What’s happening in Venezuela? Here’s a guide to understand the current crisis
This is no joke: Venezuela — the most repressive regime in the Americas since the days of Argentina and Chile’s military dictatorships in the 1970s — is expected to win a seat at the Geneva-based U.N. Human Rights Council.
I almost choked on my coffee when I first heard about this in a recent interview with Ernesto Araujo, Brazil’s foreign minister. But when I contacted several human-rights groups to see if such a travesty were possible, they all confirmed that it’s likely to happen.
Never mind that, according to the United Nations’ own High Commissioner for Human Rights Michelle Bachelet, Venezuelan dictator Nicolás Maduro’s death squads are responsible for more than 6,800 extrajudicial killings just between January 2018 and May 2019.
In addition, the U.N. report cites widespread use of torture against political prisoners, including electric shocks, suffocation with plastic bags and sexual violence. There were at least 2,000 political arrests in the first five months of this year. There were 720 political prisoners in May, Bachelet’s report said.
And yet, according to YourHRC, UNWatch and other human-rights groups, Venezuela — alongside Brazil — is almost sure to win one of Latin America’s two vacant seats at the Human Right Council at the upcoming U.N. General Assembly session.
The General Assembly elected the 47 members of the Human Rights Council. Candidates need two-thirds of the General Assembly’s votes, or 126 votes, to be elected.
“Right now, Venezuela’s election is almost certain to happen because there are only two seats available for Latin America at the Council — and only two countries are running,” UNWatch director Hillel Neuer told me.
Since the Council election is scheduled to take place October, it may be too late for another Latin American country to run successfully against Venezuela. Normally, countries running for a Council seat announce their candidacy more than a year in advance to have time to lobby for it, Neuer added.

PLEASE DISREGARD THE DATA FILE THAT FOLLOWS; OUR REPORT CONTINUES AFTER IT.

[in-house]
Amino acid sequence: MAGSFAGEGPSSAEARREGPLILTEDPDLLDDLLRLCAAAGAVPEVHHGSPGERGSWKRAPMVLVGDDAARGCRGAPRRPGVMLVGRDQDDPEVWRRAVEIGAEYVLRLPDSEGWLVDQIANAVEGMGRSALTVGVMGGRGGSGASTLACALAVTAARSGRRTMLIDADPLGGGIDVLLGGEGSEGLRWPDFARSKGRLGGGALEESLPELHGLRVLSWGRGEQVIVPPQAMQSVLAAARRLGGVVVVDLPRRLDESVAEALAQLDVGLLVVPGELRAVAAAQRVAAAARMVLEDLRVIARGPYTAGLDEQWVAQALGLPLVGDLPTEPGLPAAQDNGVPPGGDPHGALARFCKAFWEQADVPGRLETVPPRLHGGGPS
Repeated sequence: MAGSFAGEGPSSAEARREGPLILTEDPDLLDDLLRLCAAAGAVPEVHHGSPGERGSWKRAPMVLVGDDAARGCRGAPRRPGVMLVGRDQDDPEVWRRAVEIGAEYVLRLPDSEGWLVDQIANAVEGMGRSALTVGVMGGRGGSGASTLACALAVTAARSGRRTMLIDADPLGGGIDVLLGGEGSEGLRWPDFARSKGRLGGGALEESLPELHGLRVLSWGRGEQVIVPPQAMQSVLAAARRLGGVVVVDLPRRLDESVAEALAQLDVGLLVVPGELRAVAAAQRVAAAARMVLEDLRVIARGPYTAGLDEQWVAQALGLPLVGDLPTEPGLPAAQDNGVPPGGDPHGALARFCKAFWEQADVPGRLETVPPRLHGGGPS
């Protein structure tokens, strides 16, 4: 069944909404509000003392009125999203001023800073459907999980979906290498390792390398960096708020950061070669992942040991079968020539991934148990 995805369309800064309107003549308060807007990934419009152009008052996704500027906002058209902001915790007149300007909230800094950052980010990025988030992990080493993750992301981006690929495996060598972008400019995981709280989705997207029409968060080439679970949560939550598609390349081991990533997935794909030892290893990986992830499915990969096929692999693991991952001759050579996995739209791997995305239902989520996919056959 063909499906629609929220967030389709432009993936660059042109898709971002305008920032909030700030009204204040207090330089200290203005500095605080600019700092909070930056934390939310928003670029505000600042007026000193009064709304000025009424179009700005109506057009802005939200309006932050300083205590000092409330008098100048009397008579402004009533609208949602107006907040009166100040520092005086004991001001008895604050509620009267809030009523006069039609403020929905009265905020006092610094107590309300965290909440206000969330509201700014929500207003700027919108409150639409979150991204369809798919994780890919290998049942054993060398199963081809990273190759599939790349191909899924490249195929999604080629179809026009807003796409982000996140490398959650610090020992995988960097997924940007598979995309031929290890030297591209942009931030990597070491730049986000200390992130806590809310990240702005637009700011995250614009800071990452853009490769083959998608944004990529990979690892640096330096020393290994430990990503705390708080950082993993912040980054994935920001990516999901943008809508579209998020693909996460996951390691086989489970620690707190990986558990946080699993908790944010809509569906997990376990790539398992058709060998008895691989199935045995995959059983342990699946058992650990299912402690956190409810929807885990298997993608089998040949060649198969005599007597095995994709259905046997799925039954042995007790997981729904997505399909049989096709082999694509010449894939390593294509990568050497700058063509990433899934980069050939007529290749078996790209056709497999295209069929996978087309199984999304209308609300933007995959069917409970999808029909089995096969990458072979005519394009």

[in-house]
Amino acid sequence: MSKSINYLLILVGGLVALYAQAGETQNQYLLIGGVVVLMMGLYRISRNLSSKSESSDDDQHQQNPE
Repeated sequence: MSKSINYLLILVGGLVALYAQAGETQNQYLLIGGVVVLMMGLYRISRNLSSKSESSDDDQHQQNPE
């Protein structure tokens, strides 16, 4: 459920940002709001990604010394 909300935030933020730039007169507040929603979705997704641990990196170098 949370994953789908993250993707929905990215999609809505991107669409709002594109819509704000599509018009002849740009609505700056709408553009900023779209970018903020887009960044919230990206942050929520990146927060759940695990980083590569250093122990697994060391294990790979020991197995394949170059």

Many of the world’s worst dictatorships spend considerable time and money to get a Council seat at the Council, to protect themselves from human rights accusations. Among the current members of the Council are Saudi Arabia, China, and Cuba, which is leading the lobbying effort for Venezuela’s election to the Council.
Often, dictatorships offer democratic countries their support for their candidacies for seats at U.N. economic commissions — which free countries are more interested in — in exchange for democracies’ support at the U.N. Human Rights Council.
“Venezuela’s likely election to the Council is truly scandalous,” says Jose Miguel Vivanco, head of the Americas department of the Human Rights Watch advocacy group. “Latin American countries that have denounced Venezuela’s abuses should propose a third regional candidate to defeat Venezuela’s almost certain election.”
And so should President Trump. Unfortunately, Trump’s decision to withdraw from the Council and several other multilateral forums such as the Paris Climate Accord — as well as Trump’s verbal attacks on America’s European allies and his downsizing of the State Department — have severely eroded America’s clout in the diplomatic community around the world.
As a result, America has less influence than ever in recent times to sway African, Asian and European countries to stop Venezuela’s election to the Council.
Nevertheless, some human rights-advocates are demanding a last-minute diplomatic offensive by the United States, the 28-member European Union and Latin America’s Group of Lima — made up of Brazil, Argentina, Colombia and other countries that are pressing for democracy in Venezuela — to recruit a third Latin American country that could defeat Venezuela’s candidacy. “It’s late, and it would be very difficult, but it’s not impossible,” says Neuer, of UNWatch.
Instead of making empty statements against the Maduro regime that are mainly aimed at winning Cuban-American and Venezuelan-American votes in Florida, the Trump administration should use what’s left of U.S. leverage abroad to muster votes to defeat Venezuela’s candidacy. Latin American countries should do the same.
Otherwise, Venezuela’s dictator will soon be able to claim a major diplomatic victory, while the democratic world was sound asleep.
Don’t miss the “Oppenheimer Presenta” TV show at 8 p.m. E.T. Sunday on CNN en Español. Twitter: @oppenheimera